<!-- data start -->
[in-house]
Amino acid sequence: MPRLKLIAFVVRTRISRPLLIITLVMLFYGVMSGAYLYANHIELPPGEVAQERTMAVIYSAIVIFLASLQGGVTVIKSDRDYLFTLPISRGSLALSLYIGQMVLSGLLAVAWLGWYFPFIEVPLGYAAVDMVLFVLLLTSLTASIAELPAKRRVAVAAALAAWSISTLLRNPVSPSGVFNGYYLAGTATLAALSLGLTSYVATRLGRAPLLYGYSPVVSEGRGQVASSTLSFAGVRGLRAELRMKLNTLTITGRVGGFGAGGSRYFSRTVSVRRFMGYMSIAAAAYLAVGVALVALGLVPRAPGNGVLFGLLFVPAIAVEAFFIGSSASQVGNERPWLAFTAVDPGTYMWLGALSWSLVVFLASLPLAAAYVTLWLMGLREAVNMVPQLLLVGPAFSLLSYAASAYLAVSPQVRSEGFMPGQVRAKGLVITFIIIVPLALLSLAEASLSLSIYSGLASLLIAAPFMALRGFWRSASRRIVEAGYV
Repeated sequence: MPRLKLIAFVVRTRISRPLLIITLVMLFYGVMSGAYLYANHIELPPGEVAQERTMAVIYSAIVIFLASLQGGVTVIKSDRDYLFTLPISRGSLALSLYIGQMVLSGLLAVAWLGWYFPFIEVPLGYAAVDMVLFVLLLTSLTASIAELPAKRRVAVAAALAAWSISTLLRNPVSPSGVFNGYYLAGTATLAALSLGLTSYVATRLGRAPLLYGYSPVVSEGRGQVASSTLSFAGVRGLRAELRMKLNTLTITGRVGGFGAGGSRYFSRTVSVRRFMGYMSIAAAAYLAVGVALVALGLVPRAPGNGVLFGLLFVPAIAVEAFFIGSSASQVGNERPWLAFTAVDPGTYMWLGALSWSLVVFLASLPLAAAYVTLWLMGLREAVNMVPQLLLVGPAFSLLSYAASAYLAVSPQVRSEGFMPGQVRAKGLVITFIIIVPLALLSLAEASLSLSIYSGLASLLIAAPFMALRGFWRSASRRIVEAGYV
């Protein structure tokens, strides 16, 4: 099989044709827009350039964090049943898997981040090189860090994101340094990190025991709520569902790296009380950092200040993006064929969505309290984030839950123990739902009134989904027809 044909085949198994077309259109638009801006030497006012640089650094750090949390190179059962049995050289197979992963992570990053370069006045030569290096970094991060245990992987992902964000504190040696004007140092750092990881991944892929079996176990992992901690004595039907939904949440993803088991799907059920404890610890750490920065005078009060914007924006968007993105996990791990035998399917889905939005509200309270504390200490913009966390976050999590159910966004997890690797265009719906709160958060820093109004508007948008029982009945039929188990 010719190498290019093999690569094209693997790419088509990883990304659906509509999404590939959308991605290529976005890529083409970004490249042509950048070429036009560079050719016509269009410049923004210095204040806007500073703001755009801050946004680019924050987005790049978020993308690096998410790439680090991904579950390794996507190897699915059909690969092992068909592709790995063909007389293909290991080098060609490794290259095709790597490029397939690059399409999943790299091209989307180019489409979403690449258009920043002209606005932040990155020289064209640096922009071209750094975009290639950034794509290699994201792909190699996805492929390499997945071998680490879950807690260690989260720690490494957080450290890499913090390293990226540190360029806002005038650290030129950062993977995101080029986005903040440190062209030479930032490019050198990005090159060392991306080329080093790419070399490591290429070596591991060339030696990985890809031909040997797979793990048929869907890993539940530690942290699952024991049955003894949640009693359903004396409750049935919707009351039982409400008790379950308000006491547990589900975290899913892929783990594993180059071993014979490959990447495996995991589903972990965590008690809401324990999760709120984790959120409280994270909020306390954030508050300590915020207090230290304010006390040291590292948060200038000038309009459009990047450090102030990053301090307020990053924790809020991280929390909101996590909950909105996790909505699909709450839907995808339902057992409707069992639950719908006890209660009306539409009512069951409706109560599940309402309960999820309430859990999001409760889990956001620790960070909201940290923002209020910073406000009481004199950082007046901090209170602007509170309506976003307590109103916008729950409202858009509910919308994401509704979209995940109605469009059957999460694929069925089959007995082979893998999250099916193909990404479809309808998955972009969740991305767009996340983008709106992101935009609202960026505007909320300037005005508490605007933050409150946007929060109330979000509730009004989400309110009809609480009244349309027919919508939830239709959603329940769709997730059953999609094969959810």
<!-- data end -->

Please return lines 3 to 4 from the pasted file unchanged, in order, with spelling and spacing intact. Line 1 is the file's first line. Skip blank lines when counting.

Repeated sequence: MPRLKLIAFVVRTRISRPLLIITLVMLFYGVMSGAYLYANHIELPPGEVAQERTMAVIYSAIVIFLASLQGGVTVIKSDRDYLFTLPISRGSLALSLYIGQMVLSGLLAVAWLGWYFPFIEVPLGYAAVDMVLFVLLLTSLTASIAELPAKRRVAVAAALAAWSISTLLRNPVSPSGVFNGYYLAGTATLAALSLGLTSYVATRLGRAPLLYGYSPVVSEGRGQVASSTLSFAGVRGLRAELRMKLNTLTITGRVGGFGAGGSRYFSRTVSVRRFMGYMSIAAAAYLAVGVALVALGLVPRAPGNGVLFGLLFVPAIAVEAFFIGSSASQVGNERPWLAFTAVDPGTYMWLGALSWSLVVFLASLPLAAAYVTLWLMGLREAVNMVPQLLLVGPAFSLLSYAASAYLAVSPQVRSEGFMPGQVRAKGLVITFIIIVPLALLSLAEASLSLSIYSGLASLLIAAPFMALRGFWRSASRRIVEAGYV
């Protein structure tokens, strides 16, 4: 099989044709827009350039964090049943898997981040090189860090994101340094990190025991709520569902790296009380950092200040993006064929969505309290984030839950123990739902009134989904027809 044909085949198994077309259109638009801006030497006012640089650094750090949390190179059962049995050289197979992963992570990053370069006045030569290096970094991060245990992987992902964000504190040696004007140092750092990881991944892929079996176990992992901690004595039907939904949440993803088991799907059920404890610890750490920065005078009060914007924006968007993105996990791990035998399917889905939005509200309270504390200490913009966390976050999590159910966004997890690797265009719906709160958060820093109004508007948008029982009945039929188990 010719190498290019093999690569094209693997790419088509990883990304659906509509999404590939959308991605290529976005890529083409970004490249042509950048070429036009560079050719016509269009410049923004210095204040806007500073703001755009801050946004680019924050987005790049978020993308690096998410790439680090991904579950390794996507190897699915059909690969092992068909592709790995063909007389293909290991080098060609490794290259095709790597490029397939690059399409999943790299091209989307180019489409979403690449258009920043002209606005932040990155020289064209640096922009071209750094975009290639950034794509290699994201792909190699996805492929390499997945071998680490879950807690260690989260720690490494957080450290890499913090390293990226540190360029806002005038650290030129950062993977995101080029986005903040440190062209030479930032490019050198990005090159060392991306080329080093790419070399490591290429070596591991060339030696990985890809031909040997797979793990048929869907890993539940530690942290699952024991049955003894949640009693359903004396409750049935919707009351039982409400008790379950308000006491547990589900975290899913892929783990594993180059071993014979490959990447495996995991589903972990965590008690809401324990999760709120984790959120409280994270909020306390954030508050300590915020207090230290304010006390040291590292948060200038000038309009459009990047450090102030990053301090307020990053924790809020991280929390909101996590909950909105996790909505699909709450839907995808339902057992409707069992639950719908006890209660009306539409009512069951409706109560599940309402309960999820309430859990999001409760889990956001620790960070909201940290923002209020910073406000009481004199950082007046901090209170602007509170309506976003307590109103916008729950409202858009509910919308994401509704979209995940109605469009059957999460694929069925089959007995082979893998999250099916193909990404479809309808998955972009969740991305767009996340983008709106992101935009609202960026505007909320300037005005508490605007933050409150946007929060109330979000509730009004989400309110009809609480009244349309027919919508939830239709959603329940769709997730059953999609094969959810």